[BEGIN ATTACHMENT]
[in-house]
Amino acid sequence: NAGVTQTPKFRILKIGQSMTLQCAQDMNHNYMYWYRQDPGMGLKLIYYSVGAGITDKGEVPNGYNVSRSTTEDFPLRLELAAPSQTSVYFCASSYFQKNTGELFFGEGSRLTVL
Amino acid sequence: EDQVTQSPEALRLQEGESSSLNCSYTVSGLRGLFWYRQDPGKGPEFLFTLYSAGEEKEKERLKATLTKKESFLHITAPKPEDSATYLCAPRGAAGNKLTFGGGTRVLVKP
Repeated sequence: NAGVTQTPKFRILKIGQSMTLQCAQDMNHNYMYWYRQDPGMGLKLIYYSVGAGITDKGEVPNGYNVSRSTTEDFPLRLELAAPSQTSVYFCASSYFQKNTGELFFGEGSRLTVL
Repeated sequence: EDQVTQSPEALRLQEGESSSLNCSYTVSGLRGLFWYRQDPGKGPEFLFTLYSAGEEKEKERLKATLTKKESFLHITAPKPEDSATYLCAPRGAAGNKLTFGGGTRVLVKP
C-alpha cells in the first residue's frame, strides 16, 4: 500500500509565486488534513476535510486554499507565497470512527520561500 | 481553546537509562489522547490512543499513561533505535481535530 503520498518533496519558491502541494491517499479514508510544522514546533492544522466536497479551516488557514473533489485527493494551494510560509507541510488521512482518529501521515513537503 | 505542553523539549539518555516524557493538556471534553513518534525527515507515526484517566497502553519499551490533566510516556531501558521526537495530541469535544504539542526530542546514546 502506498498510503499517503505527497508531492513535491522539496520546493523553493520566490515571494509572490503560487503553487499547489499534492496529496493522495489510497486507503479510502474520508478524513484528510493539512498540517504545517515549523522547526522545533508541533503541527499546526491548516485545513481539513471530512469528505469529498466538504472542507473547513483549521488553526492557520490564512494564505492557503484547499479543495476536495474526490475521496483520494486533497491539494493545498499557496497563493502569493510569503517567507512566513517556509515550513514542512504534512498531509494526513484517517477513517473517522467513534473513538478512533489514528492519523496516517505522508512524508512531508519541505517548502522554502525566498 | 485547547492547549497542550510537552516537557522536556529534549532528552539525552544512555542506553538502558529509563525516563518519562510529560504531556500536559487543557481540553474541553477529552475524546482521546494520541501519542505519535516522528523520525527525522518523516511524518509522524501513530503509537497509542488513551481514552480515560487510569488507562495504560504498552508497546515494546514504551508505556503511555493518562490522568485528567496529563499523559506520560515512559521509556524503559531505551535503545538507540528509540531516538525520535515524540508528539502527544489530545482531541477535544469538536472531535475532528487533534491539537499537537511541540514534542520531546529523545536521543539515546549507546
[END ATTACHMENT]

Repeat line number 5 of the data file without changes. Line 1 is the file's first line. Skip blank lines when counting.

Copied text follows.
Repeated sequence: EDQVTQSPEALRLQEGESSSLNCSYTVSGLRGLFWYRQDPGKGPEFLFTLYSAGEEKEKERLKATLTKKESFLHITAPKPEDSATYLCAPRGAAGNKLTFGGGTRVLVKP